Cloud Storage Service Pogoplug Goes After Business Users With Launch Of “Pogoplug Team”

Cloud storage service and device maker Pogoplug is expanding beyond the consumer space today, to focus on the more potentially profitable business market. With a new offering dubbed “Pogoplug Team,” the company is introducing a service that will turn a file server or spare PC into a private cloud for storing data onsite. The idea, like most of what Pogoplug offers, is to provide a DIY cloud storage alternative to third parties like Dropbox, Google Drive, or

The company, known best for its hardware devices that plug into your router to instantly create your personal cloud, has been rolling out hardware-free options like desktop applications and mobile apps to funnel users into the Pogoplug Cloud without the need for extra equipment.

To use the new “Teams” service, a business installs Pogoplug Team software onto any machine running Windows, Mac or Linux, and then assigns various folders on the computer to the employees needing access. Upping the storage is a DIY process, too – you just add another hard drive to your computer or server.

Pricing for the Teams offering is competitive with third-parties – actually, it’s even lower (unless, of course, you have to go out and buy a server to get started!). For example, a shared cloud with 4 TB of storage and access by 10 people (400 GB/person) would be $150/year on Pogoplug Team, but $2,400/year on GDrive ($20 / month * 10 employees = $200 / month), $1447/year on Dropbox Teams ($795 / year + $125/year * 5 additional employees)  –  200GB / user – 400GB requires more money), $1,800/year on Box ($15 / month * 10 employees – only 100GB per employee – for 400GB requires a custom plan and more money) and $539.88/year on Egnyte  ($44.99 / month – 100GB / user – no visible plan for 400GB / user).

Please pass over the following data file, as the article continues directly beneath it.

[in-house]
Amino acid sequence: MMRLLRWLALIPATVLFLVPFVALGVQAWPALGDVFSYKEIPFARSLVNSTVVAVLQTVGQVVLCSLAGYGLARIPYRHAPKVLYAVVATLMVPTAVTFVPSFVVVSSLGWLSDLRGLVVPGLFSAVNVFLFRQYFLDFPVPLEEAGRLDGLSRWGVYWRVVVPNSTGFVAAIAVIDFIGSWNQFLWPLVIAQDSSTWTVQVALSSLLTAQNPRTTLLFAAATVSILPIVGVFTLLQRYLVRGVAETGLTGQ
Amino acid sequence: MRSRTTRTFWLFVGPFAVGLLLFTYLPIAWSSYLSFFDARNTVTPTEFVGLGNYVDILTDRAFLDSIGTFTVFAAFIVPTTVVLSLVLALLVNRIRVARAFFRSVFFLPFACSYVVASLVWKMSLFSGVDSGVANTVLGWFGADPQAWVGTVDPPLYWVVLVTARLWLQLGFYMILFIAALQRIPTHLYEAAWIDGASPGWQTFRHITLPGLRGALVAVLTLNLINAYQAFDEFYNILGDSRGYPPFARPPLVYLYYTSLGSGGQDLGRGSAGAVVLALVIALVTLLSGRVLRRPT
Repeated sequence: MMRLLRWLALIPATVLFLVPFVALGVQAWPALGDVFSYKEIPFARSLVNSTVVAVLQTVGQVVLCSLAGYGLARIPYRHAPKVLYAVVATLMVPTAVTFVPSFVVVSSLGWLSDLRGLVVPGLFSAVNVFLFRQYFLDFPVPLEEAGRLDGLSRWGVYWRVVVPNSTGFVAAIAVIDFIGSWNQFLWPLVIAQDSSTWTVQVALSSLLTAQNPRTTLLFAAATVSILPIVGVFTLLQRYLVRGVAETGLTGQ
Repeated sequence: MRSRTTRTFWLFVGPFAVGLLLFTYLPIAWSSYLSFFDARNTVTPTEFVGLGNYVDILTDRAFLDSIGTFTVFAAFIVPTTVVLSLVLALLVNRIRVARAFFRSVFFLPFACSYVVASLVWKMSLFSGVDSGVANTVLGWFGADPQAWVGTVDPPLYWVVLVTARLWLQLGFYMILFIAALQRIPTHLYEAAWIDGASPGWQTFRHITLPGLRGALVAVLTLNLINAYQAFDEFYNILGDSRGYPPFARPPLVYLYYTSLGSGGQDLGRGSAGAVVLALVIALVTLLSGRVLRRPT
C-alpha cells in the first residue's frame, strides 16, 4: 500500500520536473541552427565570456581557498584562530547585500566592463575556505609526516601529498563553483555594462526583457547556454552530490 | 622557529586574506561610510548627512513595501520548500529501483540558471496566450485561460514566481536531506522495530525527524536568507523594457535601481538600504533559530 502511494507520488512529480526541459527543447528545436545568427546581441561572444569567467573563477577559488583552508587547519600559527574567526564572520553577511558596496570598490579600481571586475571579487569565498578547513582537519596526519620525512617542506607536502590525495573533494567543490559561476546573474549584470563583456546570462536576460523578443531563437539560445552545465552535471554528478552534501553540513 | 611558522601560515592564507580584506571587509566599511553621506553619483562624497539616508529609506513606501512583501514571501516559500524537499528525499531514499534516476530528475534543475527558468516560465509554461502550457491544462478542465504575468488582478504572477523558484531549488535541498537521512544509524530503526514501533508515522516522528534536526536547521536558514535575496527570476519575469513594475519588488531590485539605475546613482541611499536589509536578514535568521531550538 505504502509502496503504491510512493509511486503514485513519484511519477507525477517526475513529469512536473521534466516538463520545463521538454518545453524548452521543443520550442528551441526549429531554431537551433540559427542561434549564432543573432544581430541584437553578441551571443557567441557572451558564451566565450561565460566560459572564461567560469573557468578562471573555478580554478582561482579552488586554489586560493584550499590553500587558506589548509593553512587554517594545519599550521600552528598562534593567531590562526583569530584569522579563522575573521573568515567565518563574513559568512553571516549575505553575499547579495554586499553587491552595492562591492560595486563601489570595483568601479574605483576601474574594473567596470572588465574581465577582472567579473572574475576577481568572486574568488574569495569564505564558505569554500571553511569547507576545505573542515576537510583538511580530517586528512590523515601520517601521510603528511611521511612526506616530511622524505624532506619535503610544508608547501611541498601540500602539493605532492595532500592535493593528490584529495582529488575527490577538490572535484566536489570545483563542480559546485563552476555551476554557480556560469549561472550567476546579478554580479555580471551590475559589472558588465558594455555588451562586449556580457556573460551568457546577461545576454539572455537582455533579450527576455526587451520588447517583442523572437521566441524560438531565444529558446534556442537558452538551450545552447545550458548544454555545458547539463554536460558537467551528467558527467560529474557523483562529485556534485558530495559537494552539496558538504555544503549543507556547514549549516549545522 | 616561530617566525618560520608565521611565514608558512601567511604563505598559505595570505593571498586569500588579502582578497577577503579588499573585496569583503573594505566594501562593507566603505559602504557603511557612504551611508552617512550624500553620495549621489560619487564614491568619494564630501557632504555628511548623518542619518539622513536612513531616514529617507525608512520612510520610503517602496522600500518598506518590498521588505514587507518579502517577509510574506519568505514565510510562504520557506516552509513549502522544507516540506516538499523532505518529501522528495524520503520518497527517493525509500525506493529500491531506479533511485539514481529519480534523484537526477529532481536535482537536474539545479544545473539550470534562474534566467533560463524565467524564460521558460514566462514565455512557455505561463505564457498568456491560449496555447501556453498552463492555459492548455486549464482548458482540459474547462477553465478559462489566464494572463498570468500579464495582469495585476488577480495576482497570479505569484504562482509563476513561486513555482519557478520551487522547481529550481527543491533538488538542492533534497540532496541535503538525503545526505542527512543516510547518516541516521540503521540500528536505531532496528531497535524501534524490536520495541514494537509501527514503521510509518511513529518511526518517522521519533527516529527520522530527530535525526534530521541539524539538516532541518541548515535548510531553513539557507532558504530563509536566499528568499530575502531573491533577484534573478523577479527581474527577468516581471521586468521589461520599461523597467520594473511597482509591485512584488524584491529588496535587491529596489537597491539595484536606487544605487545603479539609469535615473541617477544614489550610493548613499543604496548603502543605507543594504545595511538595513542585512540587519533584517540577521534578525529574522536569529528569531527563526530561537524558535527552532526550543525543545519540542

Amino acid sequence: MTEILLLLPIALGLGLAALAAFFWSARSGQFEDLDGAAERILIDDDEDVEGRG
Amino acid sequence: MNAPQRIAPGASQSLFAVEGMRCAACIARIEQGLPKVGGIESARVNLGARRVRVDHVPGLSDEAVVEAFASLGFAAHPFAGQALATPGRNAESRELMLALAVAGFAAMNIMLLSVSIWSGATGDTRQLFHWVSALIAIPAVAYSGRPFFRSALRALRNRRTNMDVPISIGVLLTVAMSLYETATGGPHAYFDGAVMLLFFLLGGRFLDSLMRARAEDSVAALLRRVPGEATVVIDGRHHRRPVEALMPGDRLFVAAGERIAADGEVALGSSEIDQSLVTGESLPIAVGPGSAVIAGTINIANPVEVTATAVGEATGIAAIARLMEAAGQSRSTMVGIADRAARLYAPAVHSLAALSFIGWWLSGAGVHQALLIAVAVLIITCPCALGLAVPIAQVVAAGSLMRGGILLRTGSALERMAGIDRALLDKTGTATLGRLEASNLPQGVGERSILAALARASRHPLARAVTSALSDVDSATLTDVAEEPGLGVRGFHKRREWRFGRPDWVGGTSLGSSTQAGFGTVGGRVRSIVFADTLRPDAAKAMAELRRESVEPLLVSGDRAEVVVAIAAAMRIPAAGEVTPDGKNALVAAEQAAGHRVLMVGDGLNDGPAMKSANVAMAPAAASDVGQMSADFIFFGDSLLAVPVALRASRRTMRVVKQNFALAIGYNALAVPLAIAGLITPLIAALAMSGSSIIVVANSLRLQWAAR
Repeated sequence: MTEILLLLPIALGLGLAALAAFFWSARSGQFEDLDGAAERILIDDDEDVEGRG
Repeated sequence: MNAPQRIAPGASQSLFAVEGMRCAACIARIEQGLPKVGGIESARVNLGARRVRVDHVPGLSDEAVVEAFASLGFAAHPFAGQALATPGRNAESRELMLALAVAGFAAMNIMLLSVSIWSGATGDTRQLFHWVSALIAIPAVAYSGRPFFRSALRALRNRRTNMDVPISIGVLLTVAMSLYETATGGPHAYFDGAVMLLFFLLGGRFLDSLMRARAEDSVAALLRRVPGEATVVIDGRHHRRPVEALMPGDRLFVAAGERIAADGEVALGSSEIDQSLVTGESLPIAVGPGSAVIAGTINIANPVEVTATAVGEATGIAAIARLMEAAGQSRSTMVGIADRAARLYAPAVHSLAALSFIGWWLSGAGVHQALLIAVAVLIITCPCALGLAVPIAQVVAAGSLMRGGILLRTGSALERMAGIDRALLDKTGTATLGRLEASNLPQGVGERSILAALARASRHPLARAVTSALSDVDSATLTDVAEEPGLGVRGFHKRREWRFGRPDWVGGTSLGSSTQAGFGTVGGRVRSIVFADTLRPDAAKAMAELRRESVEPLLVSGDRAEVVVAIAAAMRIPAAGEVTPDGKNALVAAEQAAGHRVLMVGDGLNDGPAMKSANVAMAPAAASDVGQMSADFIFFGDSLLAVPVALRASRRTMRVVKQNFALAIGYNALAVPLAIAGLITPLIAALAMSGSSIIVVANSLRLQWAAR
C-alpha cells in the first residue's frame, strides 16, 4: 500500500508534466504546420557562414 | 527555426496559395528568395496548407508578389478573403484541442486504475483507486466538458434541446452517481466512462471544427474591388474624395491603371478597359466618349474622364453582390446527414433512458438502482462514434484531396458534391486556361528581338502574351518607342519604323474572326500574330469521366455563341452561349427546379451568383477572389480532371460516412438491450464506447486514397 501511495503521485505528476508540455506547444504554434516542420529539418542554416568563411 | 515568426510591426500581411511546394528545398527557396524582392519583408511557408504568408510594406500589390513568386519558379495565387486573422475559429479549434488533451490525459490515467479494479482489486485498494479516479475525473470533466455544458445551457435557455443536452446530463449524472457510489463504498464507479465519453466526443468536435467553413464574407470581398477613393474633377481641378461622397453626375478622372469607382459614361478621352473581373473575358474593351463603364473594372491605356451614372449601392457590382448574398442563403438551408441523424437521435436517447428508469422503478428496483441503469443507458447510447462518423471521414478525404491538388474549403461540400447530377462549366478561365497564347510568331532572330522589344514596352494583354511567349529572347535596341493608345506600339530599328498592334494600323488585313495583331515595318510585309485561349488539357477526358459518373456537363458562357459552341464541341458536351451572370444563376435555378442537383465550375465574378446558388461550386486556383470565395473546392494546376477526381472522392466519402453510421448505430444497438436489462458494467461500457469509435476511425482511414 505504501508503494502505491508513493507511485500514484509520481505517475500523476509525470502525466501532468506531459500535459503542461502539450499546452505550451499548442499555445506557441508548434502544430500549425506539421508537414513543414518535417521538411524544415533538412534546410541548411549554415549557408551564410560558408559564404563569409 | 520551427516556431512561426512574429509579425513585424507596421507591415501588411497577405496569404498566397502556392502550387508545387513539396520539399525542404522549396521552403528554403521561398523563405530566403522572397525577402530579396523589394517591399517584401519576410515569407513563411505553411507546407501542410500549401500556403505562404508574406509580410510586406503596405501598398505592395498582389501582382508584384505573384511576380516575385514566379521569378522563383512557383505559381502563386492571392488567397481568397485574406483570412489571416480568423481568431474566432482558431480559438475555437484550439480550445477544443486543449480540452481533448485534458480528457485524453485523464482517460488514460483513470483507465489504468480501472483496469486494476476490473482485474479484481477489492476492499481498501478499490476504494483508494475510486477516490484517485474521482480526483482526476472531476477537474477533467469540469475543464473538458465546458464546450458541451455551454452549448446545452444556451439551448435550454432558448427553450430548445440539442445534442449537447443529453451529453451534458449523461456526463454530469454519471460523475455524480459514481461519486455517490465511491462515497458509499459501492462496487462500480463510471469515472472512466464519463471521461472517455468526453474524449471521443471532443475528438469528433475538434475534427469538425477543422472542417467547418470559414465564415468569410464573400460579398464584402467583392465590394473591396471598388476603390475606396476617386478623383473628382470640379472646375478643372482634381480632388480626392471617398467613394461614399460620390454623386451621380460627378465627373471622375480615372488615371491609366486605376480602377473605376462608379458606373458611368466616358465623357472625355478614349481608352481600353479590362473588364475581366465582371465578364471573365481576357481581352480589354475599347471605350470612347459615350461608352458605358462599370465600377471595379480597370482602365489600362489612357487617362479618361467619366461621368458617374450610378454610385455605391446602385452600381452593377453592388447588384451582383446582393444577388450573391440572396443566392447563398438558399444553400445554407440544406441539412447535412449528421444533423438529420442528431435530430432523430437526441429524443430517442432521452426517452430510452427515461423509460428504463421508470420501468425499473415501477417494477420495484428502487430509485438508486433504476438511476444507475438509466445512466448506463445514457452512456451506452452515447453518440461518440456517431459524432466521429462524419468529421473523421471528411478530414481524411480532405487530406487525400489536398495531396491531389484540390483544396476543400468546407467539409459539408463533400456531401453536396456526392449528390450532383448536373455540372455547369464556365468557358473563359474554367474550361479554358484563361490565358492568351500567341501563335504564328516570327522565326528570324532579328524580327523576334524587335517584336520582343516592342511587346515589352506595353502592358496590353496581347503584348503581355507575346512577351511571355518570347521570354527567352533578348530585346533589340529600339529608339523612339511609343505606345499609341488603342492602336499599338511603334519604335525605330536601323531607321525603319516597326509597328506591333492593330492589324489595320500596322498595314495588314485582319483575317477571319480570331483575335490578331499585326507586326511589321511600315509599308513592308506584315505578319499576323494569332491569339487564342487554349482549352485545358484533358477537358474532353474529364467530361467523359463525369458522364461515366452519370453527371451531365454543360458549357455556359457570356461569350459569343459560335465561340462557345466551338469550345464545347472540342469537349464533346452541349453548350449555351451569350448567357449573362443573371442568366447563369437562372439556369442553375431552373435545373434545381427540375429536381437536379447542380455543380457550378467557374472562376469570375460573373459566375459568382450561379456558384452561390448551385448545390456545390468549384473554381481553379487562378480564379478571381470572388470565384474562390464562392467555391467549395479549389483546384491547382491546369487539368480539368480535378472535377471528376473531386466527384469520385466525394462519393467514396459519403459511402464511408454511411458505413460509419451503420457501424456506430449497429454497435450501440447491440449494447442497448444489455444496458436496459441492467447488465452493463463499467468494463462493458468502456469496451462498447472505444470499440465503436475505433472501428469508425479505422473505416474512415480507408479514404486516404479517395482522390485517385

For 2TB and 5 people, the cost is $75/year. On GDrive, that’s $600/year, Dropbox Teams is $795/year, Box is $900/year, Egntye is $539.88/year.

Also, because it’s locally-hosted, there aren’t file size limits, and onsite transfers will move at LAN speeds, not cloud speeds. Remote access lets users view and download from any PC, web, or mobile/tablet device. The user interface can also be customized and branded to better match the organization’s other online services. And, again because it’s on an onsite computer, the Pogoplug server can be backed up as usual via whatever backup system is already in place at the office.

There’s a bit of geekiness to a DIY cloud solution in the era of everything-as-a-service, but geekiness still has a place in many small groups and teams, which often need an under-the-radar solution that doesn’t require a big line item expense approval from the powers-that-be. Pogoplug, which says it specifically that it’s “not focused on enterprise,” could easily be that quick fix solution for budget-conscious users. More info will be available here (at noon ET).